When I began my more focused research on introverts in 2006 my first group of introverted peeps were from technology. That was where the bulk of my consulting work was at the time. Fast forward almost ten years later and our conversation about introverts has expanded to look at introversion’s impact on business results. Chief Information Officers and their teams get this. They know that to be successful and get their ideas accepted they need to influence all types of people in and outside their organization.
As Sarah K. White, a senior writer at CIO.com notes in How Understanding Introverts Can Drive Business Success, companies have a great deal to gain by tapping into the power of both introverts and extroverts. She notes “… nurturing opposite pairings in the workplace requires patience, understanding and even some training.”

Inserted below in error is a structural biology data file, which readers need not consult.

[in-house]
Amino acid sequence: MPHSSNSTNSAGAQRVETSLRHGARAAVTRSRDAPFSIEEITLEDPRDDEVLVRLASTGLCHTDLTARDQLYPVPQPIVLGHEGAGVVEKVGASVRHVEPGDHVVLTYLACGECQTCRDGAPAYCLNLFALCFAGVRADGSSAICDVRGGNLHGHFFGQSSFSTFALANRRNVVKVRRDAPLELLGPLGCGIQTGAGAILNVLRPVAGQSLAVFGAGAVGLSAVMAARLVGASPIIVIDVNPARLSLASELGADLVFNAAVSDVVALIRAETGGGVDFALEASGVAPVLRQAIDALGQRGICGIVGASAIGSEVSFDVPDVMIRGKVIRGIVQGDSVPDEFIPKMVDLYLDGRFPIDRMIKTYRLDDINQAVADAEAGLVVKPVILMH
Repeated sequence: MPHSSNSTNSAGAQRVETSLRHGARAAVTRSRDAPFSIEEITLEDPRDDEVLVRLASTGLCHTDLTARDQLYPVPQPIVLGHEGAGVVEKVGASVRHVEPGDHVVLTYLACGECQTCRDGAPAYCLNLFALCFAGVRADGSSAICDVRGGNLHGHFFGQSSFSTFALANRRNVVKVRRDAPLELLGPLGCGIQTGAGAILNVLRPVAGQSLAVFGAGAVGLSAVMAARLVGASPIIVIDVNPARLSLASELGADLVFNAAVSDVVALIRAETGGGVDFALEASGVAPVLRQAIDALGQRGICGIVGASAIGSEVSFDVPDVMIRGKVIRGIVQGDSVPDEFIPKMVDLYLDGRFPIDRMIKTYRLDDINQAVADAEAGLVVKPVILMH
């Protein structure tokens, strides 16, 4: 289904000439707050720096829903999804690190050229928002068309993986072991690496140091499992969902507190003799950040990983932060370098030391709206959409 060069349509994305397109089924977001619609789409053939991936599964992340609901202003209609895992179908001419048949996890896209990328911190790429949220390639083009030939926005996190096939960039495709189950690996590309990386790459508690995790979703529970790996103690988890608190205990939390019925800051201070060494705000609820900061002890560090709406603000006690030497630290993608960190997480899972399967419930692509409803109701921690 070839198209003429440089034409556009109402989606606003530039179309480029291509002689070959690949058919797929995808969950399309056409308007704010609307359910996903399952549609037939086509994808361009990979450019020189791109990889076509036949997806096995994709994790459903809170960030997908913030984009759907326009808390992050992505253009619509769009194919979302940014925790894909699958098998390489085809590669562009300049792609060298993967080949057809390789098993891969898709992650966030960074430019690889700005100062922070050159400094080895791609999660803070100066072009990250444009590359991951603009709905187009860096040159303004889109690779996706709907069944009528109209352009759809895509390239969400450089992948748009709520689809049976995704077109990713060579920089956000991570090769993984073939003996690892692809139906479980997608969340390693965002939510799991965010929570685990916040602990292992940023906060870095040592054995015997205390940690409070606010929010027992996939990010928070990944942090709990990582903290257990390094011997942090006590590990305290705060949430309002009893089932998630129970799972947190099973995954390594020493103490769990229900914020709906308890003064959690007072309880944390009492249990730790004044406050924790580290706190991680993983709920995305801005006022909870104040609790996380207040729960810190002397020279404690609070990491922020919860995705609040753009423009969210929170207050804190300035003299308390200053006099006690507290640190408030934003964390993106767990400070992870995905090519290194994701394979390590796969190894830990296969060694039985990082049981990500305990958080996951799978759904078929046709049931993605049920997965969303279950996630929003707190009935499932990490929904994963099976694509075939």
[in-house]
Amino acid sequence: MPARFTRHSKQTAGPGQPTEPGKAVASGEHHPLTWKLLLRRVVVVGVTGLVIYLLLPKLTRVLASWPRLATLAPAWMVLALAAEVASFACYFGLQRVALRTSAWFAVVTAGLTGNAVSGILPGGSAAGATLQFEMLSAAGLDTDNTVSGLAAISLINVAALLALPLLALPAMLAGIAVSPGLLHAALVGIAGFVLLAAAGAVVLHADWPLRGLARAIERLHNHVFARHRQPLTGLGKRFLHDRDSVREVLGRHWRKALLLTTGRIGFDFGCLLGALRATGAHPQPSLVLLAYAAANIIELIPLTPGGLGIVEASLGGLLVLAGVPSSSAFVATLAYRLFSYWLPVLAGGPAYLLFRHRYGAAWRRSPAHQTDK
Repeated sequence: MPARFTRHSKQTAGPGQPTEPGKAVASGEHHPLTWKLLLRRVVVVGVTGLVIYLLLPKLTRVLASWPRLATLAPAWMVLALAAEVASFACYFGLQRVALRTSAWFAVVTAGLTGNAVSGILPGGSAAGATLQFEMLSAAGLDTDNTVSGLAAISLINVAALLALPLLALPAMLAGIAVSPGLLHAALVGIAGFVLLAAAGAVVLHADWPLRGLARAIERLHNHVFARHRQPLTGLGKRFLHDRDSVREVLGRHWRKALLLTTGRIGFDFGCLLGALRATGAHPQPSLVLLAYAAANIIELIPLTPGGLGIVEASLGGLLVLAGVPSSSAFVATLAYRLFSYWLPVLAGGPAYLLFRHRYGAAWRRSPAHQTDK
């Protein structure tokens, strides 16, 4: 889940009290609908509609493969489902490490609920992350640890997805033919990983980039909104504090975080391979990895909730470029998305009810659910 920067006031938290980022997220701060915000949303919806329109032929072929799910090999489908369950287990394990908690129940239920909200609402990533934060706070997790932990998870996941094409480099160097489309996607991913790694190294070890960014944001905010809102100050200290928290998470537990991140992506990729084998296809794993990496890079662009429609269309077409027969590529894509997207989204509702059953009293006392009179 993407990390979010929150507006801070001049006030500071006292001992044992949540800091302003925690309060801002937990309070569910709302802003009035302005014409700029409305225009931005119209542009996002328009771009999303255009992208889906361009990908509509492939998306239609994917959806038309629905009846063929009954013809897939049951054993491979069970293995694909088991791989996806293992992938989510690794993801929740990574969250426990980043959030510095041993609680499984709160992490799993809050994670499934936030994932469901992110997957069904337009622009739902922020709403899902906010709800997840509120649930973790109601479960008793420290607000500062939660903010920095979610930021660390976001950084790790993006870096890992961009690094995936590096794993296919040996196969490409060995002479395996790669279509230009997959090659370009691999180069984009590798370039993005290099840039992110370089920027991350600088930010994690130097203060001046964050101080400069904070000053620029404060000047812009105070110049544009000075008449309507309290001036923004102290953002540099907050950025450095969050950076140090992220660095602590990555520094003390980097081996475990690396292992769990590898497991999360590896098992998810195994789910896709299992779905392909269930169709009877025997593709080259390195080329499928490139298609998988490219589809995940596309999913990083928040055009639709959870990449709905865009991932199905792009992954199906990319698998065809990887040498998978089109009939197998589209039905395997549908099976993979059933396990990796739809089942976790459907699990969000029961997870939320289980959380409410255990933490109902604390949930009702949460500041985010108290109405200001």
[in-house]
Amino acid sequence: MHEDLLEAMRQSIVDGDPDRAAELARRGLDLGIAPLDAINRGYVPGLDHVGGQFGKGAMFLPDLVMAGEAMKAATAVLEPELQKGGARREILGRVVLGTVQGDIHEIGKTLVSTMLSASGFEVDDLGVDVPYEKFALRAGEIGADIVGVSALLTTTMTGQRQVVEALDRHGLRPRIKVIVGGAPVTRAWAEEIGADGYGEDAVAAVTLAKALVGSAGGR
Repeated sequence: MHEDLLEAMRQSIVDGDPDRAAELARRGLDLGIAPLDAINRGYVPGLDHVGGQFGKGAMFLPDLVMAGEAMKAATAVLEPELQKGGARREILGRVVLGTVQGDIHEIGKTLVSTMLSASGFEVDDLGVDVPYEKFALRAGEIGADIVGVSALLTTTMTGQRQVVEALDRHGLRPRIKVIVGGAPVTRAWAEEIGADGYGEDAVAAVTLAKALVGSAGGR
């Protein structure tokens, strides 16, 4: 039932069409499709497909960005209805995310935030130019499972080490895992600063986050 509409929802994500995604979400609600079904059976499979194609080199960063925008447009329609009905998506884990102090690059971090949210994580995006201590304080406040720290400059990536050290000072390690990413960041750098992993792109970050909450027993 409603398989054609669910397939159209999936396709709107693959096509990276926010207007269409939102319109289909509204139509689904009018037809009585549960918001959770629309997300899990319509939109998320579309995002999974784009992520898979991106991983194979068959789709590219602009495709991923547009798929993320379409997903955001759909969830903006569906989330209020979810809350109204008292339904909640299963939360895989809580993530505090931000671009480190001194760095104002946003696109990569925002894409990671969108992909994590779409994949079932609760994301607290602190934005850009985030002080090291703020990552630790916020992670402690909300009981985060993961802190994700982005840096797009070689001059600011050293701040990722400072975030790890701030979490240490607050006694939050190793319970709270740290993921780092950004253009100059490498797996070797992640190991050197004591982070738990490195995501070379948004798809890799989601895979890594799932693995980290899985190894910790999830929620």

Sarah summarizes what I have found throughout my time covering this topic. “Common misconceptions about introverts include stereotypes that they are quiet, have nothing to say or are slow and indecisive. These are dangerous assumptions in the workplace, since it might leave introverts overlooked when it comes time for promotions or collaboration. What a lot of people misunderstand is that introverts are more likely to think before speaking, whereas extroverts talk while they think to sort out their ideas. And to the untrained eye, it might appear that the extroverts are more confident and in charge, while introverts are quiet and withdrawn. However, that couldn’t be further from the case.” Read more here.